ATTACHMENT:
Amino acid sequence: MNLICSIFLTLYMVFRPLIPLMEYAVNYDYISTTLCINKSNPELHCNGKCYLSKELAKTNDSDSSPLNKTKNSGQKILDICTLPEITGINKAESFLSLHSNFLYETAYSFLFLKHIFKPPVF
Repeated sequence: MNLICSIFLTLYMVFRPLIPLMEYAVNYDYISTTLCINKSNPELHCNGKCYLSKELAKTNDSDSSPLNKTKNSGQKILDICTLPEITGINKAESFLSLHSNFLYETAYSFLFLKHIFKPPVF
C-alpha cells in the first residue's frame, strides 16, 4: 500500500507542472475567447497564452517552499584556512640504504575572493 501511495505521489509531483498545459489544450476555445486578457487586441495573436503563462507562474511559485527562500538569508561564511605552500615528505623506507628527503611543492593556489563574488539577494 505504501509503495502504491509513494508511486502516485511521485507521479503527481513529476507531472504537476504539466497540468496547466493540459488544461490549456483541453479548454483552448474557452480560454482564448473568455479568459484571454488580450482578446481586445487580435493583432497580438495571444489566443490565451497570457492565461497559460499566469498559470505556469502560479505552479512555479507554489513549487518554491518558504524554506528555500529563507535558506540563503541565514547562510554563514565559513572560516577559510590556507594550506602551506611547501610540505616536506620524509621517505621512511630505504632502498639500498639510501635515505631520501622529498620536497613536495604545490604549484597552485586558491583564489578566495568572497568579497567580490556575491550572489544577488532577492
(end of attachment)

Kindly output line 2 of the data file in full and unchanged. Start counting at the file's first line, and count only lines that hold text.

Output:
Repeated sequence: MNLICSIFLTLYMVFRPLIPLMEYAVNYDYISTTLCINKSNPELHCNGKCYLSKELAKTNDSDSSPLNKTKNSGQKILDICTLPEITGINKAESFLSLHSNFLYETAYSFLFLKHIFKPPVF